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Quentin Tarantino Won’t Give Mother A ‘Penny’ Over Argument At Age 12

“There are consequences for your words as you deal with your children"
CANNES, FRANCE - MAY 25: Quentin Tarantino attends the closing ceremony screening of "The Specials" during the 72nd annual Cannes Film Festival on May 25, 2019 in Cannes, France. (Photo by Vittorio Zunino Celotto/Getty Images)
Vittorio Zunino Celotto/Getty Images

Academy Award-winning director Quentin Tarantino revealed on a recent podcast that he does not give his mother Connie Zastoupil any financial assistance or buy her any gifts because of an argument the pair had when Tarantino was 12 years old.

“My mom was b****ing at me about [writing screenplays] … and then in the middle of her little tirade, she said, ‘Oh, and by the way, this little writing career’ — with the finger quotes and everything — ‘This little writing career that you’re doing? That s— is over,’” Tarantino recalled, speaking on a recent episode of “The Moment” podcast, hosted by “Billions” co-creator Brian Koppelman.

“I go, ‘Okay, lady, when I become a successful writer, you will never see one penny from my success. There will be no house for you. There’s no vacation for you, no Elvis Cadillac for mommy. You get nothing. Because you said that,'” the director continued.

And Tarantino apparently stuck to his word. The only time he gave his mother any financial assistance was one time when she was in a “jam with the IRS,” the 58-year-old said.

“There are consequences for your words as you deal with your children,” Tarantino asserted. “Remember there are consequences for your sarcastic tone about what’s meaningful to them.”

According to a 2003 article published in The New Yorker, Tarantino, as a child, used to write his mom stories for Mother’s Day wherein Zastoupil would die at the end — a piece of the story he said he felt bad about:

Tarantino as a child was preoccupied with movies, and he was always writing. He wrote a screenplay called “Captain Peachfuzz and the Anchovy Bandit,” and each year for Mother’s Day he would write a little story for and about his mother in which she died at the end (he would assure her that he felt bad about the way things turned out).

“He’d always kill me and tell me how bad he felt about it,” Zastoupil told Entertainment Weekly back in 1994. “It was enough to bring a tear to a mother’s eye.”

Back in June, Tarantino made headlines for pushing back against Hollywood’s preference for virtue signaling over entertainment. He made the remarks after he was hit with liberal backlash for apparently not giving actress Margot Robbie a big enough role in “Once Upon a Time in Hollywood.” The Daily Wire reported:

[HBO host Bill] Maher was among the first to broach the subject of political correctness dominating Hollywood. He asked the famed director of “Reservoir Dogs,” “Pulp Fiction,” “Kill Bill,” and a number of other modern classics about an encounter he had with a reporter at the 2019 Cannes film festival when she complained that actress Margot Robbie’s part in “Once Upon a Time Hollywood” wasn’t big enough. Tarantino replied that he rejected that hypothesis.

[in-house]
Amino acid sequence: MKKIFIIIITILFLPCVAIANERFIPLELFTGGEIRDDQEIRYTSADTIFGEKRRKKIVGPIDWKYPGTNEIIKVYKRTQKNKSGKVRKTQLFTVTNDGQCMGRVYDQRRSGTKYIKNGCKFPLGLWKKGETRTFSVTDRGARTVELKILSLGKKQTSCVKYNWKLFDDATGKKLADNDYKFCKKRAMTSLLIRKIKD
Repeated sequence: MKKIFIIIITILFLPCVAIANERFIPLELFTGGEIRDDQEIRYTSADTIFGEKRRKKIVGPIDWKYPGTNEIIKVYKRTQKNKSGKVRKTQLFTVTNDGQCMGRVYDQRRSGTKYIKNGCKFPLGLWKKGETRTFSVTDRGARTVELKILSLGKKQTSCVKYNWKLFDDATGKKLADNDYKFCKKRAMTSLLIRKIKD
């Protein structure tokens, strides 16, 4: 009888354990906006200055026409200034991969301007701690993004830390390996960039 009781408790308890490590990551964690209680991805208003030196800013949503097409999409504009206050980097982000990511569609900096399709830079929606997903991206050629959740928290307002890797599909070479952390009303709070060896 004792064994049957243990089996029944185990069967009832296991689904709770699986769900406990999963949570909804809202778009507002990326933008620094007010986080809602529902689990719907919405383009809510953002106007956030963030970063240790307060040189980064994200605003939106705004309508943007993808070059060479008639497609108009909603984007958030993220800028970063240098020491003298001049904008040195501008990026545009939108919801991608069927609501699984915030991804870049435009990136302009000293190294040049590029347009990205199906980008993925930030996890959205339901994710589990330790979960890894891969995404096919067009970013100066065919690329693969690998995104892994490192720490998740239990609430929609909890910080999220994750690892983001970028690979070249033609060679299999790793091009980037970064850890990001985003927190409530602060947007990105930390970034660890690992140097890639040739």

“I’ve always really appreciated the way you’ve pushed back when everyone’s tried to stifle you, shut you up, shame you, bully you, corral your artistic license — they tried it with the last one, with ‘Once Upon a Time in Hollywood,’ some bullsh** about Margot Robbie doesn’t have enough lines,” said Maher. “You do what I wish other people would do: instead of apologizing like a little pu*** you say, ‘I don’t agree with your assessment.’ What’s so hard about that?”

The eight-time Oscar winner responded by lamenting how important pushing political agendas has become in the entertainment business these days.

“There has become a thing that’s gone on, especially in this last year, where ideology is more important than art,” Tarantino said.

“Way more. Certainly to the awards,” Maher agreed.

Tarantino went on, “Ideology trumps art. Ideology trumps individual effort. Ideology trumps good. Ideology trumps entertaining,” Tarantino said as the audience applauded.

“There’s two kinds of movies—virtue signalers and super hero movies,” Maher summed matters up. Tarantino agreed and said that he believes Hollywood’s current woke obsession won’t last forever. “Just looking at the ’40s, even though it was wartime, that was also when you had film noir. Even with the Hays Code! You had these dark, dark stories being told.”

Related: ‘Ideology Trumps Entertaining Now’: Quentin Tarantino Slams Hollywood For Virtue Signaling Instead Of Entertaining

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The Daily Wire   >  Read   >  Quentin Tarantino Won’t Give Mother A ‘Penny’ Over Argument At Age 12